Art looted by Americans during the World War II.
Latest hand-picked WWII news.
Paintings looted by a US soldier returned to a German museum in Pirmasens
A collection of paintings looted from Germany by a US soldier at the end of World War Two are being returned. The 11 oil paintings are on their way back to a museum in the small town of Pirmasens. The link between the paintings and their origins was noticed by Beth McFadden, whose great uncle, US Army Sergeant Harry Gursky, had been stationed near the town. The paintings, worth a total of 156,800 euros ($200,000), are to be housed at their original location, a museum in Pirmasens, which suffered heavy bombing during the war and 40 of its museum's valued paintings were hidden under a local school building.
Hitler's album of wanted art found at Ohio WWII veteran's home, returning to Germany
John Pistone was among the American soldiers who entered Adolf Hitler's home in the Bavarian Alps during World War II. Making his way through the Berghof he seized an albumfilled with photos of paintings as a souvenir. 64 years after Pistone brought the album - stamped with words "Gemaldegalerie Linz" - home to Ohio, he has learned its significance: It's part of a series compiled for Hitler featuring art he wanted for his "Fuhrermuseum." Pistone's album is expected to be returned to Germany soon. Germany has 19 other albums - discovered at the Berchtesgaden complex - that are part of a 31-album collection of works considered for Fuhrermuseum.
American soldier returns two historical books he looted during World War II
A former American soldier has returned two historic books he took as "souvenirs" during the Second World War. Robert Thomas handed over the two books, both 400 years old, to the German ambassador during a ceremony at the US national archives in Washington. The books were sized from a salt mine in Germany, where they were being kept safe during allied bombing - like many historical or valuable items. He described, as a young GI in Nazi Germany, coming across a chamber "filled with thousands of books, from floor to the ceiling".
Court orders a collector to return $600,000 book, which was looted by U.S. army captain during WWII
A New York court ordered a book collector to return a 16th-century volume valued at $600,000 to a museum in Stuttgart - 6 decades after it was stolen by a U.S. army captain at the end of World War II. The state of Baden-Wuerttemberg, owner of the Stuttgart Staatsgalerie's collection, lodged a claim for the "Augsburger Geschlechterbuch" after being informed by Sotheby's that it had been offered for auction. The book is one of several treasures lost by Stuttgart at the end of the war. The collector, Rod Shene, had purchased the book from a St. Louis dealer for $3,800 in 2001. Sotheby's told him it could fetch as much as $600,000.
Soldier who looted Hitler's Globe from Eagle's Nest puts it on sale (Article no longer available from the original source)
Days after the end of WWII, American soldier John Barsamian entering the Adolf Hitler's stronghold found that Allied bombing had left the "Eagle's Nest" in ruins. Other soldiers had looted the residence, even stripping the leather from furniture. Nearly everything was gone except for the Fuhrer's globe. Now he is putting the nazi relic up for auction, along with all the military paperwork (like a certificate: "1 Global Map, German, Hitler's Eagle Nest") that allowed him to bring it back to the U.S. with other war memorabilia like a pistol and a dagger. Other items up for auction include rare documents signed by Hitler, and a box of Hermann Goering's cigars.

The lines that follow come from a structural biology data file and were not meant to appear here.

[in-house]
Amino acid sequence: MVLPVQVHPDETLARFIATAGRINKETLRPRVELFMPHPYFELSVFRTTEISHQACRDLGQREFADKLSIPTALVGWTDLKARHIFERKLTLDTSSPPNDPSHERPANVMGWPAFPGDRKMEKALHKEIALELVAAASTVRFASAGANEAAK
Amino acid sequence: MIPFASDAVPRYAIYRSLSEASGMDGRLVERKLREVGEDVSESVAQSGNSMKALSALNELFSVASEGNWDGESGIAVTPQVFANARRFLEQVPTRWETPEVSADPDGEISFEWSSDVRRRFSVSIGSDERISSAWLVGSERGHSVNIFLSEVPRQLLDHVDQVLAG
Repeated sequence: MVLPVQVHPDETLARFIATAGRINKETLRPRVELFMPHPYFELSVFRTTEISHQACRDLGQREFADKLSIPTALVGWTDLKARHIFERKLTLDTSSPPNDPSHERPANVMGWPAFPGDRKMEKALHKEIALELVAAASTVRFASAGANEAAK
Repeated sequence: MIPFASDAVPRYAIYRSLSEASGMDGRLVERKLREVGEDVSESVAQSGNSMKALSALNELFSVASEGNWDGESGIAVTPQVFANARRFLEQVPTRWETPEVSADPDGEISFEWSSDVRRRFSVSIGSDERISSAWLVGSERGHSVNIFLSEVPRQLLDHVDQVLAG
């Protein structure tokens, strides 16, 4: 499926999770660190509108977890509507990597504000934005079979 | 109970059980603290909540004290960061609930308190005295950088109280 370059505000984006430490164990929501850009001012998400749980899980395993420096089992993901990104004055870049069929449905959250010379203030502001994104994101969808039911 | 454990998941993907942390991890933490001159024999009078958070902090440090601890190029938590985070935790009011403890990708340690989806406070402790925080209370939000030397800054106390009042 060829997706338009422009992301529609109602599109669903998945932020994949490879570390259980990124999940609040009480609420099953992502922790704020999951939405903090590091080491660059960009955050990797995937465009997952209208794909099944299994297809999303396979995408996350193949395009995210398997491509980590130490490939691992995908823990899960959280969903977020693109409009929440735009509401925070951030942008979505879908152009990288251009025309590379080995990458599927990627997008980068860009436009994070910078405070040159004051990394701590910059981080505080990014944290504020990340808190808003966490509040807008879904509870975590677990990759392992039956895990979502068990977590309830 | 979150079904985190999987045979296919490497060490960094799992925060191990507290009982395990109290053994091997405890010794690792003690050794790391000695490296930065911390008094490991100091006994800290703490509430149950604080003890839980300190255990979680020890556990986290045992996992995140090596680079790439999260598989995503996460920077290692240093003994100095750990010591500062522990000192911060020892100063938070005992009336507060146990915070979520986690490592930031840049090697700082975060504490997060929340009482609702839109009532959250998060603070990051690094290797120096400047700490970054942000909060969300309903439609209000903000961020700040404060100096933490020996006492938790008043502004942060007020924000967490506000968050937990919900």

Whose Nuremberg Laws are they: Patton looted violating his own orders (Article no longer available from the original source)
One of the most important documents of the 20th century is in LA, on view for all to visit. How the Nuremberg Laws came to California in the possession of Gen. George S. Patton, who left them to reside first at the Huntington Museum and Library and now at the Skirball, is a story explored in the book, "Bloodlines: Recovering Hitler's Nuremberg Laws From Patton's Trophy to Public Memorial" by Anthony M. Platt and Cecilia E. O'Leary. The Nuremberg Laws consist of 3 directives: (1) The Reich Flag Law made the swastika the national symbol, and prohibited Jews from hoisting the flag. It was signed by Adolf Hitler, Interior Minister Frick and Gen. Werner von Blomberg.
German State Claims a Treasure looted by American officer
A German state of Baden-Württemberg is suing to reclaim a valuable book of 16th-century German drawings (Augsburg Book of Nobles), accusing a deceased American officer Captain John Hewitt Doty of looting the artwork in the closing days of World War II. German institutions have won similar suits before. In 1981, a federal judge ordered a lawyer to return two portraits by Albrecht Durer he had purchased in 1946 from a returning WWII veteran. Nearly two decades ago, a German church sued in Texas to recover a trove of manuscripts and jeweled treasure taken by an American officer.
How Hard Are They Looking To Find Nazi-Looted Art? (Article no longer available from the original source)
U.S. Museum Group defend efforts to find Nazi-Looted Art. In the years after World War II, part of the massive art treasure that Nazi looters stripped from museums and private collections filtered through to the U.S. The question is: How many pieces of that stolen art are still here? Edward H. Able Jr. says: "We can state that the general answer is not many - probably on the order of scores rather than hundreds or thousands in the entire U.S." --- Testimony follows a conference, which found 140,000 objects that "need provenance research," far more than the 18,000 objects posted on the Nazi-Era Provenance website.